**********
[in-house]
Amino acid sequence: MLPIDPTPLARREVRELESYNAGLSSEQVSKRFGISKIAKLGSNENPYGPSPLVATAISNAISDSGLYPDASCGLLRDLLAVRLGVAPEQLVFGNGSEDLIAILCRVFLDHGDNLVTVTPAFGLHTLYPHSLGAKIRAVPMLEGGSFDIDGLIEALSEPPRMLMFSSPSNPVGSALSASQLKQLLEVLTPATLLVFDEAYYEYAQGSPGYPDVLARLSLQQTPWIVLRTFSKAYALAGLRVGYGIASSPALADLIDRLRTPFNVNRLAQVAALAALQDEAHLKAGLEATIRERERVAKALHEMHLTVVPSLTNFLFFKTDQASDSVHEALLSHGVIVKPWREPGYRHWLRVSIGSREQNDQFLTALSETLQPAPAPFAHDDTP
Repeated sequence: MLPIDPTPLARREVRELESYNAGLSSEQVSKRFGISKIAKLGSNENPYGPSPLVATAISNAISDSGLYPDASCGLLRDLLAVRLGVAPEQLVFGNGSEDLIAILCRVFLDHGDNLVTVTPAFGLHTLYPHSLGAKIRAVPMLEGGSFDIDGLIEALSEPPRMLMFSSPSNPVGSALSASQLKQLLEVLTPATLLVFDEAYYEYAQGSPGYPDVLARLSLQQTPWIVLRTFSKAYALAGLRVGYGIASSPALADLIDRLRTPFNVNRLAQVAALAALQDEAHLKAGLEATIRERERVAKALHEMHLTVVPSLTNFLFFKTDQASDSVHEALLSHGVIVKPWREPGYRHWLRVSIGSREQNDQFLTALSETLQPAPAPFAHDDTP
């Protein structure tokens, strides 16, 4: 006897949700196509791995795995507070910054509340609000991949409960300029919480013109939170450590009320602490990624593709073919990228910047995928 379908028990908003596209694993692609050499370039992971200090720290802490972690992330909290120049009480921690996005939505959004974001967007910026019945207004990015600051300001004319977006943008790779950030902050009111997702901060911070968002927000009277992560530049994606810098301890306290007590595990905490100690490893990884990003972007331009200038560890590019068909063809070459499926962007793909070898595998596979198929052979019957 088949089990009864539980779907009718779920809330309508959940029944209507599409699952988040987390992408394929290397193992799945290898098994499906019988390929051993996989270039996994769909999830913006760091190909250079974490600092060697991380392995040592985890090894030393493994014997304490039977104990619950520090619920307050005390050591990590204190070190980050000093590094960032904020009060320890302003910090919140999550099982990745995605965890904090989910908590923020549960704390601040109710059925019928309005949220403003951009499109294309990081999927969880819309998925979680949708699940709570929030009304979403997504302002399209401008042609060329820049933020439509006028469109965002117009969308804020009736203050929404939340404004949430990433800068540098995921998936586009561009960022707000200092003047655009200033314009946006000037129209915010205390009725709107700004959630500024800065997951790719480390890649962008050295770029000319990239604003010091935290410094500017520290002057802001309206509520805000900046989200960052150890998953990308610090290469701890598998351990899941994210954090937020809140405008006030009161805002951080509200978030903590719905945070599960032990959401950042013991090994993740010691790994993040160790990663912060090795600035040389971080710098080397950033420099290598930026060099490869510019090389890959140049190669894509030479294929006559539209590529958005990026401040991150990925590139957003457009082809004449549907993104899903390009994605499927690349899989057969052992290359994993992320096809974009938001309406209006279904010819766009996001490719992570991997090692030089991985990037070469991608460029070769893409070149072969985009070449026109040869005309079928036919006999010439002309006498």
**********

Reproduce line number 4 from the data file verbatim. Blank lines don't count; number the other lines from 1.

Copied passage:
């Protein structure tokens, strides 16, 4: 006897949700196509791995795995507070910054509340609000991949409960300029919480013109939170450590009320602490990624593709073919990228910047995928 379908028990908003596209694993692609050499370039992971200090720290802490972690992330909290120049009480921690996005939505959004974001967007910026019945207004990015600051300001004319977006943008790779950030902050009111997702901060911070968002927000009277992560530049994606810098301890306290007590595990905490100690490893990884990003972007331009200038560890590019068909063809070459499926962007793909070898595998596979198929052979019957 088949089990009864539980779907009718779920809330309508959940029944209507599409699952988040987390992408394929290397193992799945290898098994499906019988390929051993996989270039996994769909999830913006760091190909250079974490600092060697991380392995040592985890090894030393493994014997304490039977104990619950520090619920307050005390050591990590204190070190980050000093590094960032904020009060320890302003910090919140999550099982990745995605965890904090989910908590923020549960704390601040109710059925019928309005949220403003951009499109294309990081999927969880819309998925979680949708699940709570929030009304979403997504302002399209401008042609060329820049933020439509006028469109965002117009969308804020009736203050929404939340404004949430990433800068540098995921998936586009561009960022707000200092003047655009200033314009946006000037129209915010205390009725709107700004959630500024800065997951790719480390890649962008050295770029000319990239604003010091935290410094500017520290002057802001309206509520805000900046989200960052150890998953990308610090290469701890598998351990899941994210954090937020809140405008006030009161805002951080509200978030903590719905945070599960032990959401950042013991090994993740010691790994993040160790990663912060090795600035040389971080710098080397950033420099290598930026060099490869510019090389890959140049190669894509030479294929006559539209590529958005990026401040991150990925590139957003457009082809004449549907993104899903390009994605499927690349899989057969052992290359994993992320096809974009938001309406209006279904010819766009996001490719992570991997090692030089991985990037070469991608460029070769893409070149072969985009070449026109040869005309079928036919006999010439002309006498």